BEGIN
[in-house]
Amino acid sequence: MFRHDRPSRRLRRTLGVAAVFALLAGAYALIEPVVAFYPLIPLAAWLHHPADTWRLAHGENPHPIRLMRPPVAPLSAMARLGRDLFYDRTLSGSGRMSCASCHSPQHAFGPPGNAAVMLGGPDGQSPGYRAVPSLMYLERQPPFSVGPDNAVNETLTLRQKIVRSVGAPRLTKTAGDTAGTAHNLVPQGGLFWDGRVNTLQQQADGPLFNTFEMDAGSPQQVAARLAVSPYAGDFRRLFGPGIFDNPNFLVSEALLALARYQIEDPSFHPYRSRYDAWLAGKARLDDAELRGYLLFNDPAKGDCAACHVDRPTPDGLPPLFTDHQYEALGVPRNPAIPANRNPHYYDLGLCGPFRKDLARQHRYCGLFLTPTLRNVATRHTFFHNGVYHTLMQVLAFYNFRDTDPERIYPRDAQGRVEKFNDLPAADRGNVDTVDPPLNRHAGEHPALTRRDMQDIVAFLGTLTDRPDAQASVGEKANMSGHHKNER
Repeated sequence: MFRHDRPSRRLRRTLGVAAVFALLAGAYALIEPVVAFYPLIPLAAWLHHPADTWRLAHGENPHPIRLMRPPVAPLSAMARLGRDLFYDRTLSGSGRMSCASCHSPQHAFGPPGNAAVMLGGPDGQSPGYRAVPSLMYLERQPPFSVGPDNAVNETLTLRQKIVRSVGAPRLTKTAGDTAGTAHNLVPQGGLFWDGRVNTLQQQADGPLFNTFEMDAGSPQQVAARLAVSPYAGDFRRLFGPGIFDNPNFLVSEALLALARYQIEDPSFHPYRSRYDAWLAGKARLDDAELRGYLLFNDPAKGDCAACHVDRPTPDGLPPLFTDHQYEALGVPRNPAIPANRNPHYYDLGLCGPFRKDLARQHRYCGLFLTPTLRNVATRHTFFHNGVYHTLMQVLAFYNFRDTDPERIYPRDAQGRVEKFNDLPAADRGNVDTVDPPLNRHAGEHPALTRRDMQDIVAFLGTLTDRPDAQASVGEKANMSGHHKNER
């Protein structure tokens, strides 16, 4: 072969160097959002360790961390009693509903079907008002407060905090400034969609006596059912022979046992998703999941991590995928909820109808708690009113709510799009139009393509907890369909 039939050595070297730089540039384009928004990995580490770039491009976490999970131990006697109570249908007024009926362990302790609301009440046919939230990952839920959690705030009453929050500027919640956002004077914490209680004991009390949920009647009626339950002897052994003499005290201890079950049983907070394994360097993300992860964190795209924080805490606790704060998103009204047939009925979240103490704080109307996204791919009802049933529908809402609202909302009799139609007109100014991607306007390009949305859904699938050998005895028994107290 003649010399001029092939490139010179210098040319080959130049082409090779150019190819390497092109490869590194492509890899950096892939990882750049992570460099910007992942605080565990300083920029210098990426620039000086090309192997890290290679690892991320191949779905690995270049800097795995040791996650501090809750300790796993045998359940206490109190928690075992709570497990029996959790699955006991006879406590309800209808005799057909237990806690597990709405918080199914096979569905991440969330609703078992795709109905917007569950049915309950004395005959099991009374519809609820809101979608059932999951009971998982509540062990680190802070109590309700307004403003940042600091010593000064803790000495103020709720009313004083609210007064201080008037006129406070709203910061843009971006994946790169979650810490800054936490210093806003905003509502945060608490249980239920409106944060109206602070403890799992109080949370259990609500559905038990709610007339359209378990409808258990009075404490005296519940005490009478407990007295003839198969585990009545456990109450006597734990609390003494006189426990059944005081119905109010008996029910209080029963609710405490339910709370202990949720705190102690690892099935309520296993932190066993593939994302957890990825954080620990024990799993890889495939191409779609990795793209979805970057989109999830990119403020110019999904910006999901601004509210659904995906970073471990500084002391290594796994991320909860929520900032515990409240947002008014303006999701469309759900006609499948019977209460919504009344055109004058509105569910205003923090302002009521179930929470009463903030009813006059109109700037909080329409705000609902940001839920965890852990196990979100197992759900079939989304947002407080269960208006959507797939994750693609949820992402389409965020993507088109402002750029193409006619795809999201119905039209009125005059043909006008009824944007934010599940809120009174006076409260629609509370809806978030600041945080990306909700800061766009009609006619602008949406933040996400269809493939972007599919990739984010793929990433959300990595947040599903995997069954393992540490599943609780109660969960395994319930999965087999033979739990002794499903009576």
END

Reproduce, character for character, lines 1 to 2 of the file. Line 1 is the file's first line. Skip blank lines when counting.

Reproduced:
[in-house]
Amino acid sequence: MFRHDRPSRRLRRTLGVAAVFALLAGAYALIEPVVAFYPLIPLAAWLHHPADTWRLAHGENPHPIRLMRPPVAPLSAMARLGRDLFYDRTLSGSGRMSCASCHSPQHAFGPPGNAAVMLGGPDGQSPGYRAVPSLMYLERQPPFSVGPDNAVNETLTLRQKIVRSVGAPRLTKTAGDTAGTAHNLVPQGGLFWDGRVNTLQQQADGPLFNTFEMDAGSPQQVAARLAVSPYAGDFRRLFGPGIFDNPNFLVSEALLALARYQIEDPSFHPYRSRYDAWLAGKARLDDAELRGYLLFNDPAKGDCAACHVDRPTPDGLPPLFTDHQYEALGVPRNPAIPANRNPHYYDLGLCGPFRKDLARQHRYCGLFLTPTLRNVATRHTFFHNGVYHTLMQVLAFYNFRDTDPERIYPRDAQGRVEKFNDLPAADRGNVDTVDPPLNRHAGEHPALTRRDMQDIVAFLGTLTDRPDAQASVGEKANMSGHHKNER